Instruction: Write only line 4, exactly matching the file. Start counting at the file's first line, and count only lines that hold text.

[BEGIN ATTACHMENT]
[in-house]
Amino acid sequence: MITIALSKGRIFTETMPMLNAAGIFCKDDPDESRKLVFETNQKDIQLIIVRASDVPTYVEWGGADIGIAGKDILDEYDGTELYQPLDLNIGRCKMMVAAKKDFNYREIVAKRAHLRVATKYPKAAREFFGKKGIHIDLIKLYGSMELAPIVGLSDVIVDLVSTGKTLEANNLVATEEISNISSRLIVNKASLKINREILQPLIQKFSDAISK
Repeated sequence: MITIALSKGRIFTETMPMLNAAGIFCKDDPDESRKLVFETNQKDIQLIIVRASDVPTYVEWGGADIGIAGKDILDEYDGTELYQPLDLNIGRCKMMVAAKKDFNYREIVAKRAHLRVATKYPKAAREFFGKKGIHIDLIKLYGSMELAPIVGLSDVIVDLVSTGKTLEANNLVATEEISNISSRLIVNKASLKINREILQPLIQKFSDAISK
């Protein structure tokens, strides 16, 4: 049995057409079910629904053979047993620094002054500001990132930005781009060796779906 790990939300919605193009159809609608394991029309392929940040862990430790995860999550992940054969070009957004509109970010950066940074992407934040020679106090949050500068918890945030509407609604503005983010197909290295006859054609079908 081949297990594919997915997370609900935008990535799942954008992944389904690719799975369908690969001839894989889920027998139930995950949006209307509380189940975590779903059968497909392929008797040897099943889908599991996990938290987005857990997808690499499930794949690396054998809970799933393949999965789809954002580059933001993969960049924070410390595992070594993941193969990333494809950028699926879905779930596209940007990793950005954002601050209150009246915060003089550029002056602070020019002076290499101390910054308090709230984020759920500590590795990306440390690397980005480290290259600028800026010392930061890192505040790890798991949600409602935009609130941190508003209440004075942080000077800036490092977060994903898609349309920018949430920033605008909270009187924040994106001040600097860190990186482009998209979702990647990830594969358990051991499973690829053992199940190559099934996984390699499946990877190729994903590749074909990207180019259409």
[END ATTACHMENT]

């Protein structure tokens, strides 16, 4: 049995057409079910629904053979047993620094002054500001990132930005781009060796779906 790990939300919605193009159809609608394991029309392929940040862990430790995860999550992940054969070009957004509109970010950066940074992407934040020679106090949050500068918890945030509407609604503005983010197909290295006859054609079908 081949297990594919997915997370609900935008990535799942954008992944389904690719799975369908690969001839894989889920027998139930995950949006209307509380189940975590779903059968497909392929008797040897099943889908599991996990938290987005857990997808690499499930794949690396054998809970799933393949999965789809954002580059933001993969960049924070410390595992070594993941193969990333494809950028699926879905779930596209940007990793950005954002601050209150009246915060003089550029002056602070020019002076290499101390910054308090709230984020759920500590590795990306440390690397980005480290290259600028800026010392930061890192505040790890798991949600409602935009609130941190508003209440004075942080000077800036490092977060994903898609349309920018949430920033605008909270009187924040994106001040600097860190990186482009998209979702990647990830594969358990051991499973690829053992199940190559099934996984390699499946990877190729994903590749074909990207180019259409």